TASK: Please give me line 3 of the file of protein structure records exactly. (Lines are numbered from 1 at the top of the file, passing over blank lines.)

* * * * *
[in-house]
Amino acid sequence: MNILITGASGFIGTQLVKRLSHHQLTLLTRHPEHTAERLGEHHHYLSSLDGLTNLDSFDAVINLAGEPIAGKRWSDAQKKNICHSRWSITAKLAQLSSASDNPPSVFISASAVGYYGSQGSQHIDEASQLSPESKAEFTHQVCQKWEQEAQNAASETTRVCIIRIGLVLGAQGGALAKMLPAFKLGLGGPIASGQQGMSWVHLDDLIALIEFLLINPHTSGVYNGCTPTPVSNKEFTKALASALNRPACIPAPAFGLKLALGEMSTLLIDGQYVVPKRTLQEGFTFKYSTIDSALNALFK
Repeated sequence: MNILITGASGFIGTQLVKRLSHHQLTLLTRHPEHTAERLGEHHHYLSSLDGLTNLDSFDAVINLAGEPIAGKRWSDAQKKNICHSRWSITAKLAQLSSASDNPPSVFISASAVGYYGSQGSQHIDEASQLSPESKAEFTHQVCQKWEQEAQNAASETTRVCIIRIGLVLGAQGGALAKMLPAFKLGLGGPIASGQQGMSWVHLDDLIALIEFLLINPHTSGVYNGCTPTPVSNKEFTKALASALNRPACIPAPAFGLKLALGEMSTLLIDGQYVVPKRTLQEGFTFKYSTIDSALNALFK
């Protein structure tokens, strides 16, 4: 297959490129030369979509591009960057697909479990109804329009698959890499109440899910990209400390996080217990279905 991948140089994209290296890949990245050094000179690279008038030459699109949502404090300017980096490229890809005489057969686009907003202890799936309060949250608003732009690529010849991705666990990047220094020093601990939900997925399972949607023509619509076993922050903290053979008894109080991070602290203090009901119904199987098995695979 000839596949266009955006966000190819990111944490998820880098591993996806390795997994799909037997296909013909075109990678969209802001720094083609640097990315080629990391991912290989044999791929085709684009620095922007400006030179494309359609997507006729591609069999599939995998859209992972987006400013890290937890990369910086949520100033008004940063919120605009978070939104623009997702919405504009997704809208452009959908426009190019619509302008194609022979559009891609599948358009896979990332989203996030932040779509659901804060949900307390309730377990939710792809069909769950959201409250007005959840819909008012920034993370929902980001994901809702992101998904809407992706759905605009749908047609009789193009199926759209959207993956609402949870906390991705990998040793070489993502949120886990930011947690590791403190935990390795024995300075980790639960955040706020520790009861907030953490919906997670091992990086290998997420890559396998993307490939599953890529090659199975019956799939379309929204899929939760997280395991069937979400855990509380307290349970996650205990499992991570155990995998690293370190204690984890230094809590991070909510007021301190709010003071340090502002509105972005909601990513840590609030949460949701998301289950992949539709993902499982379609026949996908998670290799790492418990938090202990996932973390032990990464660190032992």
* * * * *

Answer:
Repeated sequence: MNILITGASGFIGTQLVKRLSHHQLTLLTRHPEHTAERLGEHHHYLSSLDGLTNLDSFDAVINLAGEPIAGKRWSDAQKKNICHSRWSITAKLAQLSSASDNPPSVFISASAVGYYGSQGSQHIDEASQLSPESKAEFTHQVCQKWEQEAQNAASETTRVCIIRIGLVLGAQGGALAKMLPAFKLGLGGPIASGQQGMSWVHLDDLIALIEFLLINPHTSGVYNGCTPTPVSNKEFTKALASALNRPACIPAPAFGLKLALGEMSTLLIDGQYVVPKRTLQEGFTFKYSTIDSALNALFK